The senators wrote, “If whistleblower communications with Inspectors General or with Congress are routinely monitored and conveyed to agency leadership, it would defeat the ability to make protected disclosures confidentially, which is especially important in an intelligence community context.  Truly meaningful whistleblower protections need to include the option of a legitimate channel for confidential disclosures.  Inspectors General and Congress provide such an option.  However, if potential whistleblowers believe that disclosing waste, fraud or abuse means putting a target on their backs for retaliation, they will be intimidated into silence.  The failure to provide such protected alternatives could result in whistleblowers choosing to make unprotected disclosures in public forums, with potential negative consequences for national security.” Continue Reading

Supreme Court Issues Decision On Key Whistleblower Rights Case

Posted in News

Ruling Protecting Testimony Before Federal Grand Juries Will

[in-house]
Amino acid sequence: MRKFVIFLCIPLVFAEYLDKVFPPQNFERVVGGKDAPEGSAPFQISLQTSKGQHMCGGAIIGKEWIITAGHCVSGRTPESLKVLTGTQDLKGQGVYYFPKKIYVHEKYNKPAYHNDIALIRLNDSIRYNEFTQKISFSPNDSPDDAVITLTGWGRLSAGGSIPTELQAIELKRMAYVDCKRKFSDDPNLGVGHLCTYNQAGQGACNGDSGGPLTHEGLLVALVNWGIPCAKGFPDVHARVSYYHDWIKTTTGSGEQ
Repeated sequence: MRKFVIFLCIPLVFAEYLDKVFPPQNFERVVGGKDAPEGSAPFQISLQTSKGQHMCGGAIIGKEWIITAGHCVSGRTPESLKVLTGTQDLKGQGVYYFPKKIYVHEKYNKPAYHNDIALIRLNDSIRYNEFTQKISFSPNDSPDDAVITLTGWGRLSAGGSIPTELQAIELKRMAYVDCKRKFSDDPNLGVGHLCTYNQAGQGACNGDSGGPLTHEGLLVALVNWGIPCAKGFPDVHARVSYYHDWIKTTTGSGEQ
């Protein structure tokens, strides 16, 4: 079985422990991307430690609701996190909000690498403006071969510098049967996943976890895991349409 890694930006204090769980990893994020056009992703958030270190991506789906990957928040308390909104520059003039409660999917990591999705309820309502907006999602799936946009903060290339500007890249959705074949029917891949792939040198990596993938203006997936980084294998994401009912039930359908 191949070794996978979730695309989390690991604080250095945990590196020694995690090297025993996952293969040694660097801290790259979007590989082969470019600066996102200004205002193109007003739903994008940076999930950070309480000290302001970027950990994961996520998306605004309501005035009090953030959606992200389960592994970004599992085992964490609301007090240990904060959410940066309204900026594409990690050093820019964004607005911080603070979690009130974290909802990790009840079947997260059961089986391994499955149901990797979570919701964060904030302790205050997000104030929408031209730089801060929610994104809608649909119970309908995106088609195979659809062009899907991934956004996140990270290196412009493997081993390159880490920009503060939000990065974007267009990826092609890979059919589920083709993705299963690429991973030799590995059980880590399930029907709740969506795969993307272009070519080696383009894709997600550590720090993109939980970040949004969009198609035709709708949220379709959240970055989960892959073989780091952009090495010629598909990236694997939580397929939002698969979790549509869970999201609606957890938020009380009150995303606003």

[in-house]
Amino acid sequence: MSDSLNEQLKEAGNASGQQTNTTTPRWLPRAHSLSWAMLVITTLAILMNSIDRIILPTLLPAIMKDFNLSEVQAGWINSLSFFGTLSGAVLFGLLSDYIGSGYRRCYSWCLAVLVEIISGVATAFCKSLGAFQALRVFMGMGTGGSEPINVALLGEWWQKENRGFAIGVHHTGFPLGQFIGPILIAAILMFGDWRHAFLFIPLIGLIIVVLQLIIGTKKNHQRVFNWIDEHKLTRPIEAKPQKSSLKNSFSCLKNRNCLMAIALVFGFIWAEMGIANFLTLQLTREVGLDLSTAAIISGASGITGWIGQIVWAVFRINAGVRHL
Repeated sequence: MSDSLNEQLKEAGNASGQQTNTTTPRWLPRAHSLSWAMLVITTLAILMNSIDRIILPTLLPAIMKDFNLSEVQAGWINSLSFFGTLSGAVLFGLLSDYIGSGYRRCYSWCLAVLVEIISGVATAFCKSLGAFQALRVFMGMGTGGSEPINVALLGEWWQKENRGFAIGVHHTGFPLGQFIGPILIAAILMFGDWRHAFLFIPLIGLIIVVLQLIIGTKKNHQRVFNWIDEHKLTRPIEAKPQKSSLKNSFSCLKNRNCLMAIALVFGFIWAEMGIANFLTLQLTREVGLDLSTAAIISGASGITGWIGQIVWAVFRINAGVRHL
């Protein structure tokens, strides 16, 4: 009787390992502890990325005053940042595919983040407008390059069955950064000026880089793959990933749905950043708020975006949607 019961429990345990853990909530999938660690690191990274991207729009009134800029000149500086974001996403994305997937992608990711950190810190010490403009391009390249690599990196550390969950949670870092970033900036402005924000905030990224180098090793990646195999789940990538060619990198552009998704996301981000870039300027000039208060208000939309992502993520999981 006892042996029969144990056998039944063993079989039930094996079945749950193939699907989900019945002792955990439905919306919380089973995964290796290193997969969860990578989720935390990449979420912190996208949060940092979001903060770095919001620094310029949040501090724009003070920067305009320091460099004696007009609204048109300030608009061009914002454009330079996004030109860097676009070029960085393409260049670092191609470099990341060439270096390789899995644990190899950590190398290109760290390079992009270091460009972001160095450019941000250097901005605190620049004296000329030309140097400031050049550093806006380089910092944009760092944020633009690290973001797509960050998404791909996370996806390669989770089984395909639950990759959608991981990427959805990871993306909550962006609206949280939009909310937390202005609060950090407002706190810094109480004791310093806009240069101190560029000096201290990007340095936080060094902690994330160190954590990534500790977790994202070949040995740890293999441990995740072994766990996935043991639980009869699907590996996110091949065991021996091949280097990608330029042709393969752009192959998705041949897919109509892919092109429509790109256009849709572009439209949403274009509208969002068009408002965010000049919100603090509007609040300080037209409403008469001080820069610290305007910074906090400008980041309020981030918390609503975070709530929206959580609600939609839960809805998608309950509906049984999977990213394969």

Have Widespread Impact On Fraud Investigations

Washington, D.C. June 19, 2014. Today, the U.S. Supreme Court issued a landmark whistleblower decision in the case of Lane v. Franks.  The Court held that truthful testimony before a federal Grand Jury is “clearly” protected speech under the First Amendment.

The Supreme Court in an unanimous decision recognized the “importance” of protecting speech when “public corruption” is at issue, acknowledging that corruption cases “often require testimony” from government employees willing to blow the whistle on their managers. Demonstrating an awareness of the dilemma facing employees who witness fraud, the Court held that the failure to protect whistleblowers from retaliation “would place public employees who witness corruption in an impossible position, torn between the obligation to testify truthfully and the desire to avoid retaliation and keep their jobs.”